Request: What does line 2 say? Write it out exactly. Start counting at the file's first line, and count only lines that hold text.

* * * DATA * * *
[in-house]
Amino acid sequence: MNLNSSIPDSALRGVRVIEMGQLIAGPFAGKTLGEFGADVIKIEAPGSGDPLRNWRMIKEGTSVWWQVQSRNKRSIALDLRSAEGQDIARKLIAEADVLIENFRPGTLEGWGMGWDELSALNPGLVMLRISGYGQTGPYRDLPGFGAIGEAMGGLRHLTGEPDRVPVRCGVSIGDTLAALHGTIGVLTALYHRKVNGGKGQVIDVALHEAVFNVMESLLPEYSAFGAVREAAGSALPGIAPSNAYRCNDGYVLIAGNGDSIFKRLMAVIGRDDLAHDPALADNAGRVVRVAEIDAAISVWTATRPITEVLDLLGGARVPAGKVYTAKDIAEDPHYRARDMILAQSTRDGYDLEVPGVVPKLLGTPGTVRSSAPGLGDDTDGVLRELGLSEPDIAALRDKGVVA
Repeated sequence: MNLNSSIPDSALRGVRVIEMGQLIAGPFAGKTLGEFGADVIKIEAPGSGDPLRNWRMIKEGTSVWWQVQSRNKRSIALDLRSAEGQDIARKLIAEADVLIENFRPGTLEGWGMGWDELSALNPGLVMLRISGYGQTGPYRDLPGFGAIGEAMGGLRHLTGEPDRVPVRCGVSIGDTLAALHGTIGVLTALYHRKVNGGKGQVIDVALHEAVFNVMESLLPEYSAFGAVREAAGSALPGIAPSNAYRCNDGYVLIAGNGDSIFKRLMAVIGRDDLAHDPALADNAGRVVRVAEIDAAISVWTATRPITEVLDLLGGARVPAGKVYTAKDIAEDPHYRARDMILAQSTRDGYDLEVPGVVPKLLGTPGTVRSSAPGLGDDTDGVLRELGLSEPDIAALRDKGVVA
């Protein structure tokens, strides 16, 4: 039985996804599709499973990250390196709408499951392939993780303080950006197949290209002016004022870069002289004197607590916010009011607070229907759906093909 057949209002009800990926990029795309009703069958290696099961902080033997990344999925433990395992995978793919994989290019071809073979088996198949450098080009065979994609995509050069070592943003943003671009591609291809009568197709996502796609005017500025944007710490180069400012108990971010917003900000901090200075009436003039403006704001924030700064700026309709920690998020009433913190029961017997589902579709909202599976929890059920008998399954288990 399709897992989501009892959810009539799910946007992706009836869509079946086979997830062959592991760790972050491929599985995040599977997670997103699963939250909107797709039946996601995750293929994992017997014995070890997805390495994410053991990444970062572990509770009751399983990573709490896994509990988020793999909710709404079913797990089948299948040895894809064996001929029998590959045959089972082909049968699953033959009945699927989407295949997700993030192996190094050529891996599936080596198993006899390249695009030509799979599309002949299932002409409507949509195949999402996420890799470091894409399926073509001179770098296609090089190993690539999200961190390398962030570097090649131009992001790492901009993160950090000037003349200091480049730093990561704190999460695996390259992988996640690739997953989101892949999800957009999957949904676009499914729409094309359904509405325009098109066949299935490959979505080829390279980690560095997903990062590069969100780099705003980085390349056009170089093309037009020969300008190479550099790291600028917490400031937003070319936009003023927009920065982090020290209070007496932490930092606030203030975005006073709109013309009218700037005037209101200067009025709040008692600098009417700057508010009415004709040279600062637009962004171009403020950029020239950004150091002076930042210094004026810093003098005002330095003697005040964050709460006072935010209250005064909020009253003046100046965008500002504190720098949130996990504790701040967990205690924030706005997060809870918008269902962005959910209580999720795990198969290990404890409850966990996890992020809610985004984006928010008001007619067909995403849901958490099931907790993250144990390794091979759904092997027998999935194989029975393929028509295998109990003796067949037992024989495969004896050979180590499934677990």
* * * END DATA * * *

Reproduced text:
Amino acid sequence: MNLNSSIPDSALRGVRVIEMGQLIAGPFAGKTLGEFGADVIKIEAPGSGDPLRNWRMIKEGTSVWWQVQSRNKRSIALDLRSAEGQDIARKLIAEADVLIENFRPGTLEGWGMGWDELSALNPGLVMLRISGYGQTGPYRDLPGFGAIGEAMGGLRHLTGEPDRVPVRCGVSIGDTLAALHGTIGVLTALYHRKVNGGKGQVIDVALHEAVFNVMESLLPEYSAFGAVREAAGSALPGIAPSNAYRCNDGYVLIAGNGDSIFKRLMAVIGRDDLAHDPALADNAGRVVRVAEIDAAISVWTATRPITEVLDLLGGARVPAGKVYTAKDIAEDPHYRARDMILAQSTRDGYDLEVPGVVPKLLGTPGTVRSSAPGLGDDTDGVLRELGLSEPDIAALRDKGVVA